Observing 27./28.1.2017 in Stormälö

Date: 27./28.1.2017
Time: 20:30-22:30
Observing site: Stormälö, Parainen, Finland
Instrument: N250/1200 mm (10” Newton)

NELM: 6.6
SQM: 21.03 – 21.00
Darkness of the background sky: from 2  (a scale from 1 to 5, 1 best, 5 worst)
Seeing: 2 (a scale from 1 to 5, 1 best, 5 worst)
Transparency: –
Weather: Clear sky, calm, light breeze, only very thin layer of snow on the ground, no Moon, +2C – -3C, some mist rising from the sea at the end of the session

Objects observed: NGC 1980, 2215

This was my last observing session in January 2017. This time I was able to do some observing in my Stormälö observing site in Parainen. During the night conditions were relatively good, but dew and frost were causing problems in the later part of the session. During this session I observed two objects listed in Herschel 400 list: NGC 1980 and 2215.

NGC 1980

This object is a small bright nebula immediately to south from famous Orion Nebula Messier 42. The cluster is also known as Collinder 72. NGC 1980 refers to the nebula. I tried to observe the nebula, and I was quite convinced that I was able to see it. Of my observation, I wrote following notes:

@50x: a small, poor cluster, that is located immediately south of M42, the cluster is relatively well detached. Not very well concentrated. Some weak nebulosity is visible around the brightest star of the cluster (iota Ori) and slightly SW from that star. The outer edges of M42 are extending all the way to iota Ori. The nebulas were visible without filter, UHC filter enhanced the view only slightly. No moisture observable on optical surfaces, good conditions.

170127-28_NGC 1980
NGC 1980 observed with 10” Newton

NGC 2215

My second and last object for this session was NGC 2215, an open cluster in Monoceros. This object is located 2 degrees WSW from beta Mon. About this object I wrote as follows:

@71x: an obvious open cluster, pretty well concentrated, well detached, relatively faint-starred.

170127-28_NGC 2215
NGC 2215 observed with 10” Newton

So, that was my last observing session in January 2017. Next time I was making observations in February, I’ll post something about the February observing sessions later.

Advertisements

Observing 19./20.1.2017 in Ulvila Observatory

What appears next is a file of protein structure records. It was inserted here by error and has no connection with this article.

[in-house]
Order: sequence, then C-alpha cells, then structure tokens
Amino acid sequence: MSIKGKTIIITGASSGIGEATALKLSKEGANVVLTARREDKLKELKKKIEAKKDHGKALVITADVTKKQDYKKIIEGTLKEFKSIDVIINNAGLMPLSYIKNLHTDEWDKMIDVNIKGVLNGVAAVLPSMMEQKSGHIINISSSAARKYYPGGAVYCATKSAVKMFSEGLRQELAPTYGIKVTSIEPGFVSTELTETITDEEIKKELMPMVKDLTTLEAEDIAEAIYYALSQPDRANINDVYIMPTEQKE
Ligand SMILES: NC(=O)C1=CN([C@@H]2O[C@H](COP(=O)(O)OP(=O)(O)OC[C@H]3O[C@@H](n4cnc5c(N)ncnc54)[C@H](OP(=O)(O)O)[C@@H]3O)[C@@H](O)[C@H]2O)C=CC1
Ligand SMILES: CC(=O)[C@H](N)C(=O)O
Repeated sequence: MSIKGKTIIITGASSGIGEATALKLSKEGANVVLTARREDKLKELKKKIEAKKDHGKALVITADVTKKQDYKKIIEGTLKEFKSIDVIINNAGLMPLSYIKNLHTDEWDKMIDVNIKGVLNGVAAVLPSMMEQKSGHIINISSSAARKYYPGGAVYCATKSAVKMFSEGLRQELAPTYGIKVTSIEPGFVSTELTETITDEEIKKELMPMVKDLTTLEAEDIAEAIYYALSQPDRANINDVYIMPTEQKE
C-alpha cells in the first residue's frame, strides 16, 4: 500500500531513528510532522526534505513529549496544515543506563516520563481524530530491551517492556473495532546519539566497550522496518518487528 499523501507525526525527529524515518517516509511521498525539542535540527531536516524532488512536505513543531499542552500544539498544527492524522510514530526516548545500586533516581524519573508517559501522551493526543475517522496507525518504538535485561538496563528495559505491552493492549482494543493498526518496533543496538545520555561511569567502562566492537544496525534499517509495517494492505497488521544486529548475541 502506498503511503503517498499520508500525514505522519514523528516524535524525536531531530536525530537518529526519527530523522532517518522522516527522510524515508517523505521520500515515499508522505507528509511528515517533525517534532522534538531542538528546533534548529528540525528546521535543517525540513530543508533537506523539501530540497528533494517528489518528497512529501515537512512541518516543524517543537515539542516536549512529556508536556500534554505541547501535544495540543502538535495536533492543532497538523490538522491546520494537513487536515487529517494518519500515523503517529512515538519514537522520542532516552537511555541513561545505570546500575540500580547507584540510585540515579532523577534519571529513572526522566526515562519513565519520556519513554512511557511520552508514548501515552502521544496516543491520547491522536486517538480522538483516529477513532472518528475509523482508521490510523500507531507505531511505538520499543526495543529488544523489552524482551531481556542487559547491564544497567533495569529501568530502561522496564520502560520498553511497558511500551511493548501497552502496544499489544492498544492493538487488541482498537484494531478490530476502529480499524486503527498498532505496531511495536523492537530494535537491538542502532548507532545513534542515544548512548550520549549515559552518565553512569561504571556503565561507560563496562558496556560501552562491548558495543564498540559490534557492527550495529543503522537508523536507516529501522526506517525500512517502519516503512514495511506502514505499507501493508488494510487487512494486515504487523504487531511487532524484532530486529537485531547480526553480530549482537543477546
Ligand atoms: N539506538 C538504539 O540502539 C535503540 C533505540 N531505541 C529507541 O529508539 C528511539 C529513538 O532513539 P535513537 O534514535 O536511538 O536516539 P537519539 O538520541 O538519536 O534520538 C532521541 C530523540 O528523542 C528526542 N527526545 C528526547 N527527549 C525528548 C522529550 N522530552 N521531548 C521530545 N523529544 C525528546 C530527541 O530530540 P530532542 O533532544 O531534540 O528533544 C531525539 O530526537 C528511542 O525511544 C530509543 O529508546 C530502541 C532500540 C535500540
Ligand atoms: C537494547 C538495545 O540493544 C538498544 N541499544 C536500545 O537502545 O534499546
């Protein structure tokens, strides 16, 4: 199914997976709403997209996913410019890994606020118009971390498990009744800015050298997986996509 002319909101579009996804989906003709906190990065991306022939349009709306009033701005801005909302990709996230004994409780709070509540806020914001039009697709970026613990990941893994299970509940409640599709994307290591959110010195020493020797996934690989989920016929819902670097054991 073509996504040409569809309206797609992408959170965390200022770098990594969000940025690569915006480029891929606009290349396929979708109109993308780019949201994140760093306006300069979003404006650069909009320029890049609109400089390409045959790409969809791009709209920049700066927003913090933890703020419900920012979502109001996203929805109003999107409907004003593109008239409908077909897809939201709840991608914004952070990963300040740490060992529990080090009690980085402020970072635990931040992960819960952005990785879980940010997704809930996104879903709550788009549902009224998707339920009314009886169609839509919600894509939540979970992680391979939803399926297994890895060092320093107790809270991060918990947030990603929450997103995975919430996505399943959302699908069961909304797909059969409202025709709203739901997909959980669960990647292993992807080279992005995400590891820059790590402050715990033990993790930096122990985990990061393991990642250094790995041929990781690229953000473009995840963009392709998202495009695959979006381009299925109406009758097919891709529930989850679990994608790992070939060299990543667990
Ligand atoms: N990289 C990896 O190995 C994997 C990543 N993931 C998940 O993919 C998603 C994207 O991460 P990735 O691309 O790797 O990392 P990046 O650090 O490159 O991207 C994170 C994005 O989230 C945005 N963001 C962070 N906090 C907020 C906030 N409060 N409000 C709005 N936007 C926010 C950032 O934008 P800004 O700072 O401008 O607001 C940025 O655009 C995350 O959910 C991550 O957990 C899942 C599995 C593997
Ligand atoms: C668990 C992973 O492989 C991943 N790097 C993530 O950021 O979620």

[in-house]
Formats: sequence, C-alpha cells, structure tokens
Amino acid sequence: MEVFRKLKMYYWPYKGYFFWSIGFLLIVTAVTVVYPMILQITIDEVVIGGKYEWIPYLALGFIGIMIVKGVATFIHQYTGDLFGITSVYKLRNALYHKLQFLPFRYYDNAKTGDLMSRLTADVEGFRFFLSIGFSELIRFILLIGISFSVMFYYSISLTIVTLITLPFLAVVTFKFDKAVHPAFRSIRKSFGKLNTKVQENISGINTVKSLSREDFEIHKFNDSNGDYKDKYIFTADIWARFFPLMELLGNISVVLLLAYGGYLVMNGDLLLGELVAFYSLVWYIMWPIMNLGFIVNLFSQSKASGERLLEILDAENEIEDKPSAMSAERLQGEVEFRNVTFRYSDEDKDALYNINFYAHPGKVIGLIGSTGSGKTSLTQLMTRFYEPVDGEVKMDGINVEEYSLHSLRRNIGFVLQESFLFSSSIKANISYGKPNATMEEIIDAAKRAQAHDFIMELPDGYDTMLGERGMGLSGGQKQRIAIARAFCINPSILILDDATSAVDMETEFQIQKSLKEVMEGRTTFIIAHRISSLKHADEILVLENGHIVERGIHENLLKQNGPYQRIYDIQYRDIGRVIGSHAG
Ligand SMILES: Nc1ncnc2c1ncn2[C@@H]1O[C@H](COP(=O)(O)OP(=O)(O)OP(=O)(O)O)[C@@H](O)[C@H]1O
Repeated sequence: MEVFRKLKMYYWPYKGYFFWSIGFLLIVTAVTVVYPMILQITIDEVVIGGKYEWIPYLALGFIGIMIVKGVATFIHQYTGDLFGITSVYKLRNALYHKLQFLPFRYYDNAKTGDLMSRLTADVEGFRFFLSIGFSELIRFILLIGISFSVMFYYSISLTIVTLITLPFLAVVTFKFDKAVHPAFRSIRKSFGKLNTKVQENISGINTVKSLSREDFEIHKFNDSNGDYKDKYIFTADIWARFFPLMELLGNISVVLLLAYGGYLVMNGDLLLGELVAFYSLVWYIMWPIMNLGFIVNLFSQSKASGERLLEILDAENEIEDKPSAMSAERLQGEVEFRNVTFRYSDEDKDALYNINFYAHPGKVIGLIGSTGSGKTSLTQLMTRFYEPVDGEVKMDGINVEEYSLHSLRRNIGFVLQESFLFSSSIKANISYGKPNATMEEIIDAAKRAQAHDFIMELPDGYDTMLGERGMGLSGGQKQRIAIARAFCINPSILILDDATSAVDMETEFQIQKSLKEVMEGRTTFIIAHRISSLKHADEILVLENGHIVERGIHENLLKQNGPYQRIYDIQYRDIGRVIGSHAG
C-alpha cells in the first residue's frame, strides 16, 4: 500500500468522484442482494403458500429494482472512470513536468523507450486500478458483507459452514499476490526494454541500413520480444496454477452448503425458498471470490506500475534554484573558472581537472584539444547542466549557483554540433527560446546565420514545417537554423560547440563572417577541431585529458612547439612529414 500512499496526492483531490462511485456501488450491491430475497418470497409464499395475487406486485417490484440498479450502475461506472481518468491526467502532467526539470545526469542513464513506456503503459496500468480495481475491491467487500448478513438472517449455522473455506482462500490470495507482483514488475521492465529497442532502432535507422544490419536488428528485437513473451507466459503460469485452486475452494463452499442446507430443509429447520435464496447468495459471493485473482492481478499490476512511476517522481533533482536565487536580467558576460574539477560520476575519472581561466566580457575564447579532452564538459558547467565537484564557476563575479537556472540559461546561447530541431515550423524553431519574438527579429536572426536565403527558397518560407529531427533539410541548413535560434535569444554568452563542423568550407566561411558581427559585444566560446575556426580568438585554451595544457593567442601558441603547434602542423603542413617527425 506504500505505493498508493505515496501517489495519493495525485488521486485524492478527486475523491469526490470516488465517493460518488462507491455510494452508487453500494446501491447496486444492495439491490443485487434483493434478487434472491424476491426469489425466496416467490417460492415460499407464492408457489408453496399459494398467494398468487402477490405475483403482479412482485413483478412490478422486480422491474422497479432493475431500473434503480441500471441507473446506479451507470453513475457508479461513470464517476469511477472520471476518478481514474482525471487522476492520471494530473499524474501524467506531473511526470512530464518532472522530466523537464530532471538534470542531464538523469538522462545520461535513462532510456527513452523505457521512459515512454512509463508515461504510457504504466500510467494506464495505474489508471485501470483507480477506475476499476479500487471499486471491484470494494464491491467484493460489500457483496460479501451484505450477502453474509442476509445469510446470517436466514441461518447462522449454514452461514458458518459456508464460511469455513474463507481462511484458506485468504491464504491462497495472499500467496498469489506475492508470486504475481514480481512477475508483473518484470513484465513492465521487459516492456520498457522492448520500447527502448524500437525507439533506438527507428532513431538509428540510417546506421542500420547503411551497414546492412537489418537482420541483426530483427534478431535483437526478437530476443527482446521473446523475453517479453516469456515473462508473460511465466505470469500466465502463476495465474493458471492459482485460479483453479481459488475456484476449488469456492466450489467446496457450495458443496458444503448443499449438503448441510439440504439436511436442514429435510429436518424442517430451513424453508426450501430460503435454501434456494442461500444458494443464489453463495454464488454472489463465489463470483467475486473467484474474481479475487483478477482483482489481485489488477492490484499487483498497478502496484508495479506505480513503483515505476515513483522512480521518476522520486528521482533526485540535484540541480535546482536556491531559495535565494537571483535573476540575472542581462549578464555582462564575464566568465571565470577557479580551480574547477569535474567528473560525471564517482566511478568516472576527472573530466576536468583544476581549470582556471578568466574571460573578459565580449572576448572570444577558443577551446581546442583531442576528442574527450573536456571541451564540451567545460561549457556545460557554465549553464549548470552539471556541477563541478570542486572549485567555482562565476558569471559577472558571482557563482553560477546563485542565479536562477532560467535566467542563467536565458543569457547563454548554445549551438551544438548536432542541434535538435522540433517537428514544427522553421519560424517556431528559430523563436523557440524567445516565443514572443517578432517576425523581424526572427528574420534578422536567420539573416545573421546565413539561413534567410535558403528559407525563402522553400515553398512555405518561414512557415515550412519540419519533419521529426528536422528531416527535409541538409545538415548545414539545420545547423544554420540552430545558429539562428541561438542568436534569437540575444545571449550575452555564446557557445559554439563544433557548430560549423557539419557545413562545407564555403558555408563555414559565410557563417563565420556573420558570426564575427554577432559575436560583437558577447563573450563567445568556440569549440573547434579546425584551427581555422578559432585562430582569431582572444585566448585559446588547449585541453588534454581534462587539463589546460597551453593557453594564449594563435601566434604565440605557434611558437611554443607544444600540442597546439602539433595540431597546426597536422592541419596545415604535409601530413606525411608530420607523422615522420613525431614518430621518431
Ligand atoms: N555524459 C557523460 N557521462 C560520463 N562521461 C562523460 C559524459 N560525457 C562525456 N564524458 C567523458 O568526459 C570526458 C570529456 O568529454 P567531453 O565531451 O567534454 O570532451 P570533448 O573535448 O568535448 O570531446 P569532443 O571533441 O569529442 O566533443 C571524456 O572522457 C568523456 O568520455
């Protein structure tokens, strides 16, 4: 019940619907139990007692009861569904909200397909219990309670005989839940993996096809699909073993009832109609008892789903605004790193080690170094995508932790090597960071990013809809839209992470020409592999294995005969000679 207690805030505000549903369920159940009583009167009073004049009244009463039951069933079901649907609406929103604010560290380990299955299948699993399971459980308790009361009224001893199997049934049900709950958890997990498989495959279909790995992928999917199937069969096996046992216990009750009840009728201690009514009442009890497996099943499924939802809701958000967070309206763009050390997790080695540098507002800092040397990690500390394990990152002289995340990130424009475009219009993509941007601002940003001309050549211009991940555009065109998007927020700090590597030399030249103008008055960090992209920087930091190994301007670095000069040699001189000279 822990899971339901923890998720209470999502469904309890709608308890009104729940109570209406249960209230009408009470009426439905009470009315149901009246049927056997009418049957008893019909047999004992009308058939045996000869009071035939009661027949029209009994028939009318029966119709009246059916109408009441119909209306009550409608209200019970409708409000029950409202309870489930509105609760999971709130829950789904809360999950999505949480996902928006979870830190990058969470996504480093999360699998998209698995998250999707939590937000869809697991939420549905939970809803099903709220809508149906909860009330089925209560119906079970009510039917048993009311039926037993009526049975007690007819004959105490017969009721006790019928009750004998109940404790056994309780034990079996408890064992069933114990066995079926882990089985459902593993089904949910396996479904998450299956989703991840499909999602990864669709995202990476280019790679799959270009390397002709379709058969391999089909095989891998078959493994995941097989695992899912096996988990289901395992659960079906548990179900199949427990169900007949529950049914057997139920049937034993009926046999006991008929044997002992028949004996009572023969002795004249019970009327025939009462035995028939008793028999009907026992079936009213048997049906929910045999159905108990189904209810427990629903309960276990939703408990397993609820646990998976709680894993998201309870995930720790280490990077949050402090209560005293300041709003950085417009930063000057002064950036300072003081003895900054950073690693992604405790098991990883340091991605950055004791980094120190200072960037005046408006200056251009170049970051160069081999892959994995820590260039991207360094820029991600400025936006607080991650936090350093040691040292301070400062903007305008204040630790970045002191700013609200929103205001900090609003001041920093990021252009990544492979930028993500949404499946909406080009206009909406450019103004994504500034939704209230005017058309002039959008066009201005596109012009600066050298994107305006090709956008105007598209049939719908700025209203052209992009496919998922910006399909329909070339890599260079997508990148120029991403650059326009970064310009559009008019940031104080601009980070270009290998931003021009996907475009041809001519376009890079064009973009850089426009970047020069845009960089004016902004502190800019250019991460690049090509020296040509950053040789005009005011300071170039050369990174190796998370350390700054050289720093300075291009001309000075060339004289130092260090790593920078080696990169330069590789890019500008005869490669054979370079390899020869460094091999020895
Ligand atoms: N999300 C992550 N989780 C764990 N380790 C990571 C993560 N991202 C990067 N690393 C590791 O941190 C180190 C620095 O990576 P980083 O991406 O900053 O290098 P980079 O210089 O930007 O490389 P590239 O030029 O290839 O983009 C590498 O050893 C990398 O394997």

Date: 19./20.1.2017
Time: 20:15-00:00
Observing site: Ulvila Observatory, Finland
Instrument: C280/2750 mm (11” Catadioptric)

NELM: 5.7
SQM: 19.85-20.05
Darkness of the background sky: 3-4
Seeing: 2
Transparency: –
Weather: Some high clouds in the beginning of the session, later the sky cleared up, fresh breeze, surprisingly warm and dry air, only thin layer of snow on the ground, no Moon, surprisingly good conditions considering the time of year

Objects observed: NGC 2194, 2261, 2024, 2175

This was my first observing session in year 2017. During this session, I made four observations, all observed objects were listed in Herschel 400 list. Conditions were relatively good considering the season.

NGC 2194

My first object of this session was NGC 2194, an open cluster located in northern part of Orion, near Gemini border. The cluster can be located 1,5 degrees SE from xi Ori. Of this object, I wrote following notes:

@117x: faint-starred open cluster, which is moderately detached, the cluster is mostly visible as a starglow, some individual stars were visible.

170119-20_NGC 2194
NGC 2194 observed with 11” Catadioptric

NGC 2261

My second object of this night was NGC 2261, the famous reflecting nebula known as Hubble’s variable nebula. Of course the nebula itself is not variable, but the star illuminating it is. The illuminating star is R Mon, a variable star of type T Tauri, varying from 10 to 12 magnitudes. This nebula is located in Monoceros, very close to famous Cone nebula, and it can be located ~1 degree SW from the nebula. Of this fascinating object I wrote following notes: